Thanks to IT Business Edge Associate Editor Susan Hall who gave me the heads-up on this interesting piece over at PC World titled "A Small Business's Guide to the Cloud." The article attempts to shed some light on some of the more popular cloud computing platforms and how it relates to the small and medium-sized business. Interestingly, after reading it, I found myself holding to the opinion that the cloud might not for every SMB.
Now, if you have been following my SMB blog at ITBusinessEdge, you will know that I am not someone to shy away from novel or unusual solutions for the SMB. However, this article got me thinking hard about the cloud's suitability for SMBs. And I'm not talking theoretical deployment scenarios here, but real, literal use.
Before I give my take on this, let's take a quick look at the cloud platforms highlighted in that article:
- VMware's vSphere 4
- Amazon's Elastic Compute Cloud (EC2)
- Google's App Engine
I confess that this is the first time I am hearing of Skytap. After poring through the technical details, it is clear that Skytap offers an excellent environment for virtual lab automation. Rather than having to purchase and configure lots of hardware and servers to support development and testing, Skytap offers a standard virtual infrastructure complete with a VPN gateway for this purpose.
What became apparent rather quickly though, is that Skytap is primarily created to conduct pre-production testing. While there is nothing to stop customers from running actual production loads on them, the site offers no guarantees about uptime.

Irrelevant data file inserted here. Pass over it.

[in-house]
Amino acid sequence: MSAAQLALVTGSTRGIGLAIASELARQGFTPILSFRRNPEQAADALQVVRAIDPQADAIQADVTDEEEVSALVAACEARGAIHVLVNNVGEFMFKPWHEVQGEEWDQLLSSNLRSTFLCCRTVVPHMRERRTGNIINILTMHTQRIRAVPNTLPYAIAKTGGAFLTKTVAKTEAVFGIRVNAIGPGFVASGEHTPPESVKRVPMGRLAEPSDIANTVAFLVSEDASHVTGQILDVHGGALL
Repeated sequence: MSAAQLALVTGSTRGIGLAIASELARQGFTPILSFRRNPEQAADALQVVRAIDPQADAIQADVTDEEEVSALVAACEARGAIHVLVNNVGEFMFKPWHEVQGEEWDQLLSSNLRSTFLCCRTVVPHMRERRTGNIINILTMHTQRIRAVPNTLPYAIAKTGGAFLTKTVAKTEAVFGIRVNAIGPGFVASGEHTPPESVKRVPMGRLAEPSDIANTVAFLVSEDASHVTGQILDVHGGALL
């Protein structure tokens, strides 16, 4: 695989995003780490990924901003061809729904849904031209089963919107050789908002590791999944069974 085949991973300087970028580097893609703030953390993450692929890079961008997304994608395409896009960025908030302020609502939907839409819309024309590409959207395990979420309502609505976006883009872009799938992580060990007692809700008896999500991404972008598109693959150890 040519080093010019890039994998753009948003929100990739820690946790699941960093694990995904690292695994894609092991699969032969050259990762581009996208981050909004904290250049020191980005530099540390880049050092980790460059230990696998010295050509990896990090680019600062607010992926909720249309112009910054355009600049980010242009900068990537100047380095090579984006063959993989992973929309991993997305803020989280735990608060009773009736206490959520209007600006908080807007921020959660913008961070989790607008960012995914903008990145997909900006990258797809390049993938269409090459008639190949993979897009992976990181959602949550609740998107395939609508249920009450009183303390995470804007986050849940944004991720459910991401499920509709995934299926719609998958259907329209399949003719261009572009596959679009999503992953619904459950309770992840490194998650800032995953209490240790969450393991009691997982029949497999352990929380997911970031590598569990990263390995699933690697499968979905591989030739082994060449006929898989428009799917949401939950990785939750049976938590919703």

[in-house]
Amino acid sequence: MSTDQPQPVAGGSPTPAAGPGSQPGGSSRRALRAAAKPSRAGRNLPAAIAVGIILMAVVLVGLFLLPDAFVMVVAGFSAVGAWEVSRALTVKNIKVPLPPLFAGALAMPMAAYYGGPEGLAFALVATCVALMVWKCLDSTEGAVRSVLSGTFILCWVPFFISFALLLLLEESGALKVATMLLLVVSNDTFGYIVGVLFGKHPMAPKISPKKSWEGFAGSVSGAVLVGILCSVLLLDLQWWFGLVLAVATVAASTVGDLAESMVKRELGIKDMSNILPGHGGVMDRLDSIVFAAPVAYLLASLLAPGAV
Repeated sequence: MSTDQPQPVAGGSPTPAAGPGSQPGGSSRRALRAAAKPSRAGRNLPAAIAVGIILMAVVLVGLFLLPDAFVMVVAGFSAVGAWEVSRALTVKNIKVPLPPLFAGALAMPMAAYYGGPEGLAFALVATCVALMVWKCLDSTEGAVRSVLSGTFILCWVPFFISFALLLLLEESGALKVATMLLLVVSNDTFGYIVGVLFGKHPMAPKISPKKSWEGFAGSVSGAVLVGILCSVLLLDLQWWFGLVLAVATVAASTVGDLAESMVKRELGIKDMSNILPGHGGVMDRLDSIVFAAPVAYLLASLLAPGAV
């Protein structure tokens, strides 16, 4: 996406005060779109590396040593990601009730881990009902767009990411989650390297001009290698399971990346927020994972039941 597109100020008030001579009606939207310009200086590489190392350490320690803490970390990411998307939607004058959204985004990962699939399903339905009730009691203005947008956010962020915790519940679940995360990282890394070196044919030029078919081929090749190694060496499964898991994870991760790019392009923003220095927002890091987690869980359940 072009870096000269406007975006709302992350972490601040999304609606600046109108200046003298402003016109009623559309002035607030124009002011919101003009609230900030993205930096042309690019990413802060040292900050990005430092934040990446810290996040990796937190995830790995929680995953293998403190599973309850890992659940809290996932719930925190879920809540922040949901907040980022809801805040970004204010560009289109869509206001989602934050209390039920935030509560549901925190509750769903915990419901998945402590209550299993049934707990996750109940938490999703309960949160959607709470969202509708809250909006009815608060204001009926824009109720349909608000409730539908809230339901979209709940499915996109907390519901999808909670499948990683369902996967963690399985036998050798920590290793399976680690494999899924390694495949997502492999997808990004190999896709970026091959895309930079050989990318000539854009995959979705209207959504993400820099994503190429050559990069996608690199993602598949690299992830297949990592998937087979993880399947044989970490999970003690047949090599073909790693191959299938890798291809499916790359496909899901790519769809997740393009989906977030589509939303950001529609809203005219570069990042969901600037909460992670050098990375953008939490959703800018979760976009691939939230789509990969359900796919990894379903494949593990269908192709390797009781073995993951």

VMware's vSphere was only recently unveiled. While it can be called a cloud-based platform, vSphere does not implement a "cloud" as it is generally understood. VMware's vSphere gives organizations the ability to mesh together a pool of in-house servers into a single heterogeneous configuration with the management characteristics and failover redundancy of a cloud-based platform.
To understand why the cloud is for not every SMB, we need to focus mainly on Amazon's EC2 and Google's App Engine, which are well-regarded and mature offerings.
Web Applications Only
The most glaring limitation for cloud applications is probably that most of these platforms are really focused on providing Web applications. While Amazon does have a Windows beta running, the general wisdom is that if it does not run on the Web, then migrating to the cloud will be of limited use.
As such, an SMB looking to the cloud to host some off-the-shelf software packages or legacy applications is out of luck.
Development Not Included
In my opinion, however, the death knell of cloud-based platforms for most SMBs is really due to the fact that development is not included. Google's App Engine can be programmed in either Java or Python, while Amazon's Web Service (AWS) requires specialized knowledge of how the system is set up.
Where there is no doubt about the superior scalability of both cloud platforms, it would be folly in the extreme to expect a plug-and-play experience. Indeed, it is highly unlikely that any of the folks in a typical SMB-sized IT department will be able to deliver what you want with any immediacy.
Skytap's offering and VMware's vSphere 4 aside, the other cloud platforms require a certain amount of development and system engineering efforts that could well be outside the league of most SMBs. Of course, the arrival of Windows Azure might throw a spanner into the entire equation -- we'll certainly take stock of the situation again when the time comes.
Of course, there are definitely scenarios where it would do well for an SMB to take advantage of the potential of the cloud. I'll elaborate on this later this week, so stay tuned.